More than £50m has been raised by individual donors in the UK and the British government has contributed another £110m to help avert hundreds of thousands of deaths in Somalia. More than six million people there are in need of immediate assistance, with half of them facing famine.
British officials in Mogadishu, Somalia’s capital, said that the effort was “unprecedented”. The UN target of raising $835m (£654m) has largely been met, raising hopes that a repeat of the tragedy of the 2011 famine, which killed 250,000 people in the country, will be averted. However, aid workers in Somaliawarn that any significant offensive, especially if accompanied by the use of air power, could have a devastating effect on relief operations.
“Increased belligerence from some international and national actors is not going to help us … if things deteriorate as a result of military effort, that will be man-made,” said Peter de Clercq, the United Nations’ deputy special representative of the secretary-general in Somalia. “We have argued very strongly that this is not the time for military action.”
Other senior aid officials spoke of a “nightmare scenario” of widespread fighting in the middle of a humanitarian crisis. “It would be a catastrophe … and could totally undermine everything that is being done to save lives,” said one official, who requested anonymity because of the sensitivity of his organisation’s operations in the country.
But Mohamed Abdullahi Mohamed, the newly elected president of Somalia, and President Donald Trump have both signalled an imminent offensive against al-Shabaab, an Islamist extremist group allied to al-Qaida that controls much of the region worst hit by the drought.
Ministers said that Mohamed’s decision to launch renewed action against al-Shabaab had been taken after talks with Washington.
“There has been close consultation with the two countries and our president has called a state of war,” said Abdirahman Yarisow, the Somali information minister. “We are very serious about trying to carry out military operations to wipe out al-Shabaab from the country. It is do-able, but needs lots of resources, commitment from our friends and allies, and discipline.”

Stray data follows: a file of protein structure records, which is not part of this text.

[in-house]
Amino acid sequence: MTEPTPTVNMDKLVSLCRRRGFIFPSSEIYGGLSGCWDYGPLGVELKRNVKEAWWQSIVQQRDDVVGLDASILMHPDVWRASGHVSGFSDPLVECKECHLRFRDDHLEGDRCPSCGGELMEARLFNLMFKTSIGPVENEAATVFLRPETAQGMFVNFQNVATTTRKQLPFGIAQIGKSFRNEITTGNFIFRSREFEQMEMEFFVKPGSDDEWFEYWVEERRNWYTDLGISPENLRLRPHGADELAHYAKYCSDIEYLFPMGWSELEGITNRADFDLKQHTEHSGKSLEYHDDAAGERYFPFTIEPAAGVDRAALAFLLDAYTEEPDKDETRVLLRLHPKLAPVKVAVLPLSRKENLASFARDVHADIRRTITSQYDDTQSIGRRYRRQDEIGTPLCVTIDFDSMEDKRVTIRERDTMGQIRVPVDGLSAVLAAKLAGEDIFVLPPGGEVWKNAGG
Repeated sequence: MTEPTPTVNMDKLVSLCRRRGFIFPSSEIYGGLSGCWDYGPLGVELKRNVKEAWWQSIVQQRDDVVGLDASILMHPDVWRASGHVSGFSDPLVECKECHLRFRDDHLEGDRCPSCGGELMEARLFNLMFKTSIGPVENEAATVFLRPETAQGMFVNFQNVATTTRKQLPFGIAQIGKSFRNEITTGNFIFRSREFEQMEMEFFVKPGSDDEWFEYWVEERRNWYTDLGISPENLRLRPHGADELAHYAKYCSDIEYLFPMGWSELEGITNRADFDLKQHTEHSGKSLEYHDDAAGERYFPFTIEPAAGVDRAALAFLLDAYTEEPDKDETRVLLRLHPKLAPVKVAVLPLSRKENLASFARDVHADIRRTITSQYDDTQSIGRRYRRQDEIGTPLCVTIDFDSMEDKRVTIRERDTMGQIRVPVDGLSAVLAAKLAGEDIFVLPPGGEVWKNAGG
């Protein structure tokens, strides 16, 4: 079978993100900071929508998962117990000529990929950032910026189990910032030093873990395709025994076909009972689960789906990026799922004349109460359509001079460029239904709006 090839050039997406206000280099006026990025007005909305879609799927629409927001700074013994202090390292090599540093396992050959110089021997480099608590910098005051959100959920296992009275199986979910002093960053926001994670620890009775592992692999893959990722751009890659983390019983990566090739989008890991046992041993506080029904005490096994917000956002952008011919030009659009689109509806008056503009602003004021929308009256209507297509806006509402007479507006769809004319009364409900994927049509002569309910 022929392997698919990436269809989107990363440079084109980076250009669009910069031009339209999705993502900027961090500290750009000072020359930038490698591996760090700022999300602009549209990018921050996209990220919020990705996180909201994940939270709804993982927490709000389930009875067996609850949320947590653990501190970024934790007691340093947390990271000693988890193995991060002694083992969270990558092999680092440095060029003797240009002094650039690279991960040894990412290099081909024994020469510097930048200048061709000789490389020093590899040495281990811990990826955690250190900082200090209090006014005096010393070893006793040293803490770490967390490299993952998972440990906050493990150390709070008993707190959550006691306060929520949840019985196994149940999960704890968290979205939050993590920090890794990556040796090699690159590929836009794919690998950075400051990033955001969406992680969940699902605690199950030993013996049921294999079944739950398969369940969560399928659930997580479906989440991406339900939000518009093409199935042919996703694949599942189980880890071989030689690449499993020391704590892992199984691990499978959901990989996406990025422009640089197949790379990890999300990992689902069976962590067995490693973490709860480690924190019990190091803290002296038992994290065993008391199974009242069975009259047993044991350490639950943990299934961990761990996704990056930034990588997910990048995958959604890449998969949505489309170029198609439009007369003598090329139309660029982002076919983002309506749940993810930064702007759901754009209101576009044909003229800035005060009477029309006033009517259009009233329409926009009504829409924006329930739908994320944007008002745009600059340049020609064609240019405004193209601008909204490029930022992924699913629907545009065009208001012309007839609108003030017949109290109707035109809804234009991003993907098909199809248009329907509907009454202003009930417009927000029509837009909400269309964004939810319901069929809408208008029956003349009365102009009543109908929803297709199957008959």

Trump has also authorised the deployment of regular US forces to Somalia for the first time since 1994. The US in effect pulled out of Somalia after 1993, when two helicopters were shot down in Mogadishu and the bodies of American soldiers were dragged through the streets.
The US president has said that defeating radical Islamist terror groups is the “highest priority” of his administration, and that the US “will pursue aggressive joint and coalition military operations when necessary”.
Al-Shabaab has not been implicated in any plots to strike the US or Europe, but has carried out several high-profile terror attacks in the region and has attracted recruits from the US as well as Europe. Even before he took power, Trump’s advisers asked State Department officials dealing with east Africa why, after years of effort, the war against al-Shabaab had not been “won”.
Mohamed has promised voters he would wipe out the movement within two years. Yarisow said: “All this … will give us an opportunity with our allies and friends to really target al-Shabaab from the air, and for our federal forces and [the regional military forces in Somalia] to take advantage.”
Violence is already a major obstacle to humanitarian relief in Somalia, with more than 100 killed in terrorist attacks in Mogadishu this year, and daily ambushes of government or international forces by al-Shabaab. Last week aid workers from the World Food Programme and the United Arab Emirates were targeted in two separate attacks on the outskirts of the capital.
More than 50 al-Shabaab fighters were reported killed last month by Kenyan troops deployed in Somalia as part of Amisom, a regional stabilisation force of about 22,000 men.
Al-Shabaab, which does not allow most western organisations to enter territory it controls, dismissed the amnesty as a “fraud designed to please the west” and has promised to meet any offensive “with redoubled force”. The group currently allows people to leave its area of control to seek medical assistance, food and shelter – but there are fears that this could change.
“At the moment al-Shabaab is allowing freedom of movement, but the declaration of war was very badly timed. It may change the dynamic. The mortality rate could be massive,” said another aid official, who runs operations in Somalia for a major international NGO. “Our original hope and expectation was of a ceasefire. That would have given us a vital two to three months to reach two to three million people living in areas that are inaccessible.”
Such troops would play a vital role in any renewed fighting. The Amisom stabilisation force has shown little appetite for major operations against al-Shabaab in recent years and has suffered significant casualties in attacks by the group.
The US has steadily intensified its war in Somalia. According to data compiled by the thinktank New America, there have been 41 strikes by US forces in Somalia since 2003, with al-Shabaab a target since 2008. The number of drone strikes has risen sharply since 2015. A single drone strike last year killed an estimated 150 al-Shabaab fighters.
Jason Burke in Mogadishu